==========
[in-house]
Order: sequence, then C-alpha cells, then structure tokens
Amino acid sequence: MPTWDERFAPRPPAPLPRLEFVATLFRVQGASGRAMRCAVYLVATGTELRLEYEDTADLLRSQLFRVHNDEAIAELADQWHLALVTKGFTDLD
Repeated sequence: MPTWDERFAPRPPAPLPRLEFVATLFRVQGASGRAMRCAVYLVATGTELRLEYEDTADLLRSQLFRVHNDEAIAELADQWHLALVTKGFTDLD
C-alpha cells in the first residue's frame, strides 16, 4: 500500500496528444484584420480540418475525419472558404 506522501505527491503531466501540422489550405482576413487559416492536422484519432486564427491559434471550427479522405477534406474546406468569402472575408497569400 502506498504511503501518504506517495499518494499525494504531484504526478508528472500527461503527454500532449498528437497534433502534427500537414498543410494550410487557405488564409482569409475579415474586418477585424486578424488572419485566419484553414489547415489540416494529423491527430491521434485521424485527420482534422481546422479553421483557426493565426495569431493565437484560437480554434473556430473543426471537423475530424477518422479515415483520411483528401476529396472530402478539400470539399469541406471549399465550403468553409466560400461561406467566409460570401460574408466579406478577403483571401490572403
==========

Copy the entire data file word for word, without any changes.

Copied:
[in-house]
Order: sequence, then C-alpha cells, then structure tokens
Amino acid sequence: MPTWDERFAPRPPAPLPRLEFVATLFRVQGASGRAMRCAVYLVATGTELRLEYEDTADLLRSQLFRVHNDEAIAELADQWHLALVTKGFTDLD
Repeated sequence: MPTWDERFAPRPPAPLPRLEFVATLFRVQGASGRAMRCAVYLVATGTELRLEYEDTADLLRSQLFRVHNDEAIAELADQWHLALVTKGFTDLD
C-alpha cells in the first residue's frame, strides 16, 4: 500500500496528444484584420480540418475525419472558404 506522501505527491503531466501540422489550405482576413487559416492536422484519432486564427491559434471550427479522405477534406474546406468569402472575408497569400 502506498504511503501518504506517495499518494499525494504531484504526478508528472500527461503527454500532449498528437497534433502534427500537414498543410494550410487557405488564409482569409475579415474586418477585424486578424488572419485566419484553414489547415489540416494529423491527430491521434485521424485527420482534422481546422479553421483557426493565426495569431493565437484560437480554434473556430473543426471537423475530424477518422479515415483520411483528401476529396472530402478539400470539399469541406471549399465550403468553409466560400461561406467566409460570401460574408466579406478577403483571401490572403